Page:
Nestlé extends blockchain to Swedish coffee brand Zoégas

Dive brief:

  • Nestlé is expanding its use of blockchain technology to its Zoégas coffee brand to allow customers to trace each bag of coffee to its source of supply in Brazil, Rwanda or Colombia, according to a statement.
  • By scanning a QR code on the packaging, consumers can trace the journey of the beans from their cultivation origin to the Zoégas factory in Helsingborg, Sweden. The data includes information on farmers, time of harvest, transaction certificate for specific shipments and roasting period.
  • The information is provided in partnership with The Rainforest Alliance to provide consumers with access to independent information that the organization uses to verify growers in its own certification program.

Dive overview:

Since Nestlé started using the IBM Food Trust blockchain in 2017, the Swiss company has slowly expanded the use of the technology as consumers increasingly seek transparency about where their food and drinks come from. The addition of its Swedish coffee brand to the blockchain portfolio is not surprising as coffee is a category where consumers are particularly interested in knowing the source of their beans and how farmers are treated.

Sustainability has been a popular topic in coffee for years and falling prices have sparked renewed interest in fair wage issues. By introducing traceability into its packaging, Nestlé differentiates itself from the sea of ​​competitors in the coffee sector and further connects consumers to its product. Innova Market Insights 2020 Top Ten Trends List noted storytelling that explores sourcing methodologies topping the rankings of what consumers look for in the products they buy.

Zoégas also benefits from being a 100% Rainforest Alliance certified blend, which matches consumer demand for more sustainable products. According to statistics from the National Coffee Association referenced by the Financial Times, two-thirds of consumers aged 19 to 24 want to buy products that are sustainably grown and sourced responsibly.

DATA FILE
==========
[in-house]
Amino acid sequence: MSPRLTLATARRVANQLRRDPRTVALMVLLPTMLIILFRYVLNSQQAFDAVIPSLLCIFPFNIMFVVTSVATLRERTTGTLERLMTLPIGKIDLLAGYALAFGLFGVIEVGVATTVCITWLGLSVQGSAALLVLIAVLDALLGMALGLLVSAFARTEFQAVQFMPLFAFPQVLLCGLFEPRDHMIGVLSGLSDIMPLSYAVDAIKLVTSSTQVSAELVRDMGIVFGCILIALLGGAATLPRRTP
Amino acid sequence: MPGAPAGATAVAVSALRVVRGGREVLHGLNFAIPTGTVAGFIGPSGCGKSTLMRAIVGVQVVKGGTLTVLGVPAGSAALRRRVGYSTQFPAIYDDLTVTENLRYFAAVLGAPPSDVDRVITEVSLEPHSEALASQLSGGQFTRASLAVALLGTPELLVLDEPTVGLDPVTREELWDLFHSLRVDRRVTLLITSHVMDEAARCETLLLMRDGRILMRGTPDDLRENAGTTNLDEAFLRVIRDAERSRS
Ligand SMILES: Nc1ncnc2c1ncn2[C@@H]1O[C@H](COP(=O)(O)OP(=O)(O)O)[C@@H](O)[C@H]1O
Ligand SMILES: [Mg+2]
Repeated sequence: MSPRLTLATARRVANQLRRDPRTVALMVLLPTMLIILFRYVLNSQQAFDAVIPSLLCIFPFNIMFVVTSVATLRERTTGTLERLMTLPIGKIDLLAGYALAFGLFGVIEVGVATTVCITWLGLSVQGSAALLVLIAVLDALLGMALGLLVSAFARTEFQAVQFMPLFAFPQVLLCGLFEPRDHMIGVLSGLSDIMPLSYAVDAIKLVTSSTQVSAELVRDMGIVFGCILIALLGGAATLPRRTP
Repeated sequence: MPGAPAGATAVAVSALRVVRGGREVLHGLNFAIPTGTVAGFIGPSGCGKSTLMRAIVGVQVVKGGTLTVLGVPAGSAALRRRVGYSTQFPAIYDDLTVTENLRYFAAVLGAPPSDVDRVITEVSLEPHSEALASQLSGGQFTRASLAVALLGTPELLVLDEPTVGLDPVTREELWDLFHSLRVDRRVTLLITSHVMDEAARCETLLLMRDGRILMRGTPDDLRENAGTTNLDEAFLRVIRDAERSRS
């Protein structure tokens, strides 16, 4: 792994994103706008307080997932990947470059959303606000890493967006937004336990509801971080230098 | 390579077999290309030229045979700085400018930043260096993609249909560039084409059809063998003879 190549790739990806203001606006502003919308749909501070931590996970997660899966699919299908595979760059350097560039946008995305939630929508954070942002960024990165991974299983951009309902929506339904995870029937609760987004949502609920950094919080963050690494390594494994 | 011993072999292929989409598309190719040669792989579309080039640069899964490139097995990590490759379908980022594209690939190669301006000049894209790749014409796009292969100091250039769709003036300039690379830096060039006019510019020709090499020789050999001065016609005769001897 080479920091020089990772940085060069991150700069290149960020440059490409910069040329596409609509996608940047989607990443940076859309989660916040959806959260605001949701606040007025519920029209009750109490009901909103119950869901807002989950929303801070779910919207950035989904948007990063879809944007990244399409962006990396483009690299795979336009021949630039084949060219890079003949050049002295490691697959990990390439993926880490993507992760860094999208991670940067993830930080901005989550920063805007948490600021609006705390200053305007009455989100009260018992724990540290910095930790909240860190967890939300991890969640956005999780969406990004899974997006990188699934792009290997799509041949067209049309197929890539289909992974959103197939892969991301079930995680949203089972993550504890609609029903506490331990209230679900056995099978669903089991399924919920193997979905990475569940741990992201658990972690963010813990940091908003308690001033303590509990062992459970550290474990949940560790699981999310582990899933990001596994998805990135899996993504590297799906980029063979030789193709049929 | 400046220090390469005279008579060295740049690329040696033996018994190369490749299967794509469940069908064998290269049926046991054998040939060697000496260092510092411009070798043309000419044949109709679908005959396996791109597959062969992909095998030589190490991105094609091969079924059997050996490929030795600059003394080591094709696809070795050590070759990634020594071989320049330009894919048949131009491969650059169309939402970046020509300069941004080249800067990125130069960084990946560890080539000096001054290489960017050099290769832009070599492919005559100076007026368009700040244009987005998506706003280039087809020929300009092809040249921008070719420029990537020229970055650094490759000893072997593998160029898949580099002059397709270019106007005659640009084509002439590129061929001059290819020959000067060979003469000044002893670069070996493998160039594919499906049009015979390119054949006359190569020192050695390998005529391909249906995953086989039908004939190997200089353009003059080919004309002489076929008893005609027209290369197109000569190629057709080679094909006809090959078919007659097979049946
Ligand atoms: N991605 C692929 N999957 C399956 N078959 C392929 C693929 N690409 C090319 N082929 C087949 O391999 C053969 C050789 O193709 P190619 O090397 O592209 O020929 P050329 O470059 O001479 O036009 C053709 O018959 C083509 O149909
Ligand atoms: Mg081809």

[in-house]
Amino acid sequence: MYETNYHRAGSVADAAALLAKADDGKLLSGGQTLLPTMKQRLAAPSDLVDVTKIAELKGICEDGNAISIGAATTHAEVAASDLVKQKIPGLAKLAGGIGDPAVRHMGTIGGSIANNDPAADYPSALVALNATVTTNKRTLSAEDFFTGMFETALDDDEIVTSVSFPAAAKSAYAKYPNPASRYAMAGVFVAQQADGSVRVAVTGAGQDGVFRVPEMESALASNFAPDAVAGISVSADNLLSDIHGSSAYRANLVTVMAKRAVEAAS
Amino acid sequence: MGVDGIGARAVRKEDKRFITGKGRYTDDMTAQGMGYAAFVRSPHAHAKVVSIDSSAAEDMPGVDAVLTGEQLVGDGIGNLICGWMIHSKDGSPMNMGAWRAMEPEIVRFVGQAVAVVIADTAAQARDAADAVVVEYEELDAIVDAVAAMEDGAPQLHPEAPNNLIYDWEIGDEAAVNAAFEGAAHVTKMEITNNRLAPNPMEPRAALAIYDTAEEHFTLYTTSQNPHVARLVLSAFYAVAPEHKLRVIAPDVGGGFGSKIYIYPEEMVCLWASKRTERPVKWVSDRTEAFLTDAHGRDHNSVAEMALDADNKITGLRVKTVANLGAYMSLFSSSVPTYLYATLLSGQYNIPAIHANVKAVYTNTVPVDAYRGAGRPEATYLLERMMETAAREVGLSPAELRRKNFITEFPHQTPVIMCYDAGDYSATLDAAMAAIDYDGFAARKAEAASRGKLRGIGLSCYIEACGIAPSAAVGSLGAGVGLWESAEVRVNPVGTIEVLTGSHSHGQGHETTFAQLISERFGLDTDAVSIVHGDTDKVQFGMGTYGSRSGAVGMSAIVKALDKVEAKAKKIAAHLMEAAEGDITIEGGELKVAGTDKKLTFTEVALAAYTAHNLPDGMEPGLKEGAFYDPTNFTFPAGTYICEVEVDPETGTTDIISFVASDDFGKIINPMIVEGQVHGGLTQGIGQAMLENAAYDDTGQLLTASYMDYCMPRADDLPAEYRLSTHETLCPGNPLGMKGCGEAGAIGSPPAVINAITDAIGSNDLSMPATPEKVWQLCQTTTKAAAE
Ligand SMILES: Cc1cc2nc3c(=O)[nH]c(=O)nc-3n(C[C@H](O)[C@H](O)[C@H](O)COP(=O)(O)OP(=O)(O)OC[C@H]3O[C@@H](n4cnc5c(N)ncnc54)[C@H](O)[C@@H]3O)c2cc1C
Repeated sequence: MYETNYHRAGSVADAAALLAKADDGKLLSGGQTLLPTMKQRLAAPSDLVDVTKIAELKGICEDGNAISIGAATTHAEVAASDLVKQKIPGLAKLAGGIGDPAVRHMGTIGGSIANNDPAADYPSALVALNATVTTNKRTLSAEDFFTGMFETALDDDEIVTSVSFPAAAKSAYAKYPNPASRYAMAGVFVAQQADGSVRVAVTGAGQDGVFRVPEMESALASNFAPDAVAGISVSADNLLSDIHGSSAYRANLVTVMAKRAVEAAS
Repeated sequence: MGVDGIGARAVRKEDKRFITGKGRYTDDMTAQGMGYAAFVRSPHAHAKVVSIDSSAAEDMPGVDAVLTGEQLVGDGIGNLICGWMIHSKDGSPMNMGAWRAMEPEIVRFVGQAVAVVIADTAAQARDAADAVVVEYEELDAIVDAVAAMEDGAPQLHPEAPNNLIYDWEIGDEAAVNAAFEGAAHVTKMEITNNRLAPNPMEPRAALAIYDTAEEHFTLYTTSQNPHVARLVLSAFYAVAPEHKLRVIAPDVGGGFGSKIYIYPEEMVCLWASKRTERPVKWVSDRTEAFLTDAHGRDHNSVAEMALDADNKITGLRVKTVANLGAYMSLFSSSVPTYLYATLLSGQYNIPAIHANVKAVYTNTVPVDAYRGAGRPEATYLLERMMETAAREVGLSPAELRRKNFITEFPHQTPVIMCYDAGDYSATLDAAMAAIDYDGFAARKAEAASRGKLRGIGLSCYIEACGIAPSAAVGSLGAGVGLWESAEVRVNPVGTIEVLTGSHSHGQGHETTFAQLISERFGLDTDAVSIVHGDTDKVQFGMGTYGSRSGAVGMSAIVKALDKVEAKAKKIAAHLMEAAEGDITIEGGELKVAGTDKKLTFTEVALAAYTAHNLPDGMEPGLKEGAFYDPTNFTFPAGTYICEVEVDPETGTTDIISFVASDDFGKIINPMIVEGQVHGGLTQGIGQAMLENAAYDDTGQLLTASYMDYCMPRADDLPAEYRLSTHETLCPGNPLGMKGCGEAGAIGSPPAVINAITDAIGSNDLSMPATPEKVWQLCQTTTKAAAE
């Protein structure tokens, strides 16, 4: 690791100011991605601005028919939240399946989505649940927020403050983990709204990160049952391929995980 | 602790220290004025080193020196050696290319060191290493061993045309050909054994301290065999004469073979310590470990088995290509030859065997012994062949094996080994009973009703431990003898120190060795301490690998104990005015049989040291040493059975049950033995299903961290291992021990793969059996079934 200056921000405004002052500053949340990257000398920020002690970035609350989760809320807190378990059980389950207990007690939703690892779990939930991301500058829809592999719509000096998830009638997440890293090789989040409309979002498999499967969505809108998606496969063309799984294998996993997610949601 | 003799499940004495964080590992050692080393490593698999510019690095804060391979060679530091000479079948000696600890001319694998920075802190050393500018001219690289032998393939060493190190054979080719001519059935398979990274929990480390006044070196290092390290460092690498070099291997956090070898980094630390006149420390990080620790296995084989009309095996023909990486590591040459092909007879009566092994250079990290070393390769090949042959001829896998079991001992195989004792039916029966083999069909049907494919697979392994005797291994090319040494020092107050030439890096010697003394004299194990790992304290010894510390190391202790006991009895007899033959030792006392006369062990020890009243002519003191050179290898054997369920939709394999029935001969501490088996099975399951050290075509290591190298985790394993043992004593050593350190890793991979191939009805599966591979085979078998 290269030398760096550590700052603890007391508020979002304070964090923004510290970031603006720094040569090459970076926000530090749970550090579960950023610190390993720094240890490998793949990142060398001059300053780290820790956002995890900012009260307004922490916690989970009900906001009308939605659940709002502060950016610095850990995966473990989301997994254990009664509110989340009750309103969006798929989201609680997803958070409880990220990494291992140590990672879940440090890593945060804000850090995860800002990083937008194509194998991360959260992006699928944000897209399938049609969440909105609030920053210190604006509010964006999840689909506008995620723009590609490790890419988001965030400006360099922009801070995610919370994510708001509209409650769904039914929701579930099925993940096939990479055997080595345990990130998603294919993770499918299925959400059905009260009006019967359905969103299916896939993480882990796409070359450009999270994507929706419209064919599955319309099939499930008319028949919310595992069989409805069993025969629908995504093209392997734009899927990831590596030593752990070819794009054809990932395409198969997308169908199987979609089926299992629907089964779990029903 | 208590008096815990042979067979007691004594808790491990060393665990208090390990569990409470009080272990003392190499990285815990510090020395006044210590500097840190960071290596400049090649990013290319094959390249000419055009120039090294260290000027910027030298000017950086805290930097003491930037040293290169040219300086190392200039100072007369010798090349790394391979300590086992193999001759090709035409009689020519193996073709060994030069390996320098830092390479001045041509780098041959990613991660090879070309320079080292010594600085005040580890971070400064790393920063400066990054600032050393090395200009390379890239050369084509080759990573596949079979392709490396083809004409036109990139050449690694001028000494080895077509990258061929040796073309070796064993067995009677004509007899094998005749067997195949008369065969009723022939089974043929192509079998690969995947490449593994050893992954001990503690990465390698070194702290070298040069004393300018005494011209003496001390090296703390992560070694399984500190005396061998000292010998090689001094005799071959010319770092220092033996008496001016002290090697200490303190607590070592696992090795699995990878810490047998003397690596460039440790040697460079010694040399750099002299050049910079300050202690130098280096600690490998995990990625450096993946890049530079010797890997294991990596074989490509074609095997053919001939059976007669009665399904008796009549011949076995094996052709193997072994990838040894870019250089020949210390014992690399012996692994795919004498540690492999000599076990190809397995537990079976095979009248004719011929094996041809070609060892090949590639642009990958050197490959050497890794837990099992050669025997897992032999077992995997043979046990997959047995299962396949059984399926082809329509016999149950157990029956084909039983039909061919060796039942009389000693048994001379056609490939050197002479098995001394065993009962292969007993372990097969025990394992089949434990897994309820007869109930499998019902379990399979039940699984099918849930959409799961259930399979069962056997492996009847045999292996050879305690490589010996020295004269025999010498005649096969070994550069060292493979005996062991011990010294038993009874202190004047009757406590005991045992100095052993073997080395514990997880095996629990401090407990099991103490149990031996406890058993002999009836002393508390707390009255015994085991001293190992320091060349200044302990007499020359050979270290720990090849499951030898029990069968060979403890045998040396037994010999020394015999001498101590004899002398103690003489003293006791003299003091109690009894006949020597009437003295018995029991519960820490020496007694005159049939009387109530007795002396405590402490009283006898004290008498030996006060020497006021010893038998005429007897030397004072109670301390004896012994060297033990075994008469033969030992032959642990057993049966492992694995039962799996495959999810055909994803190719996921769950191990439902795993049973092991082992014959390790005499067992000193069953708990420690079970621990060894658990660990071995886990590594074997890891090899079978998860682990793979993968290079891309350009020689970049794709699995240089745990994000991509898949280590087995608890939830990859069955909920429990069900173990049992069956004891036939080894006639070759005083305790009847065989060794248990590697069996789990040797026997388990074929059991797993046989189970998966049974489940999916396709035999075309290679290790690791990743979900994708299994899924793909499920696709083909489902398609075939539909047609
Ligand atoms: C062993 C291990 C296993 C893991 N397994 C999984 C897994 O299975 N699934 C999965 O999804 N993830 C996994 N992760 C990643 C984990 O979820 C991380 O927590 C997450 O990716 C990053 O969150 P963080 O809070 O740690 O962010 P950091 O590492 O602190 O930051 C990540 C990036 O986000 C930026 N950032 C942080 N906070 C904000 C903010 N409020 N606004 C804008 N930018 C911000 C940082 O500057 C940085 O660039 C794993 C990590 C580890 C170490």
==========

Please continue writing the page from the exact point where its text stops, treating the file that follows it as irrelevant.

For Nestlé, implementing blockchain sourcing technology in this brand probably hasn’t been a difficult task. The Swiss food giant is already using IBM’s blockchain technology for its Mousline puree and its infant formula Guigoz in France. However, it was a smart move to partner with the Rainforest Alliance to provide consumers with access to decentralized third-party data. In this way, consumers can be assured that the transparency of the supply chain is verified by a reliable source who is not just there to sell products.

Nestlé is not the only brand to introduce blockchain traceability in its coffee packaging. JM Smucker and Dutch beverage company Jacobs Douwe Egberts are among those using a mobile app called Farmer Connect, powered by IBM Blockchain technology. Based on the entry of some big names, it is likely that many more small coffee companies will start offering blockchain-supported product traceability in the near future.

Although coffee has adopted this technology, it is not the only product that could benefit from a more transparent supply through blockchain. Cocoa is an ingredient where blockchain traceability could spark consumer interest. The cocoa industry is fraught with challenges, including child labor, deforestation and the well-being of farmers. By providing insight into a company’s sourcing choices and verifying the certification of cocoa programs, blockchain technology would go a long way in providing peace of mind to the average consumer.

At the same time, blockchain transparency can also serve as a tool to help prevent the spread of foodborne illnesses. In the event of an outbreak, early identification of the source could eliminate the need for massive recalls and instead enable targeted techniques that could save businesses and consumers money from the disease.

About Jeffery L. Parker

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